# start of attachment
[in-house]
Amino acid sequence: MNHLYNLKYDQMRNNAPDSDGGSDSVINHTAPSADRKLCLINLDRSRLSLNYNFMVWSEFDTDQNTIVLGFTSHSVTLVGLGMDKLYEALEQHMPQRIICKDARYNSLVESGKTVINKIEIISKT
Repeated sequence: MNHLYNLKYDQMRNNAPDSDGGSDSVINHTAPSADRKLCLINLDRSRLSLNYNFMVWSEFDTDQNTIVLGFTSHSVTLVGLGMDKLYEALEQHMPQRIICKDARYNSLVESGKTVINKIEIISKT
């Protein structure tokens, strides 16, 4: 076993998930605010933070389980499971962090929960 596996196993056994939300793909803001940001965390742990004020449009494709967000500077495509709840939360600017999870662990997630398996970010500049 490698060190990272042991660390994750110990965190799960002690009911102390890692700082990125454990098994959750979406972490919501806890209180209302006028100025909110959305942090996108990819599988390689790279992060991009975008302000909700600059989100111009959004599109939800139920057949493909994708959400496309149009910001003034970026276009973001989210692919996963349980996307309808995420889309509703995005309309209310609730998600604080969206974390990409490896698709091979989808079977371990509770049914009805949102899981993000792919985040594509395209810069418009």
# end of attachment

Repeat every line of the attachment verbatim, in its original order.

[in-house]
Amino acid sequence: MNHLYNLKYDQMRNNAPDSDGGSDSVINHTAPSADRKLCLINLDRSRLSLNYNFMVWSEFDTDQNTIVLGFTSHSVTLVGLGMDKLYEALEQHMPQRIICKDARYNSLVESGKTVINKIEIISKT
Repeated sequence: MNHLYNLKYDQMRNNAPDSDGGSDSVINHTAPSADRKLCLINLDRSRLSLNYNFMVWSEFDTDQNTIVLGFTSHSVTLVGLGMDKLYEALEQHMPQRIICKDARYNSLVESGKTVINKIEIISKT
């Protein structure tokens, strides 16, 4: 076993998930605010933070389980499971962090929960 596996196993056994939300793909803001940001965390742990004020449009494709967000500077495509709840939360600017999870662990997630398996970010500049 490698060190990272042991660390994750110990965190799960002690009911102390890692700082990125454990098994959750979406972490919501806890209180209302006028100025909110959305942090996108990819599988390689790279992060991009975008302000909700600059989100111009959004599109939800139920057949493909994708959400496309149009910001003034970026276009973001989210692919996963349980996307309808995420889309509703995005309309209310609730998600604080969206974390990409490896698709091979989808079977371990509770049914009805949102899981993000792919985040594509395209810069418009």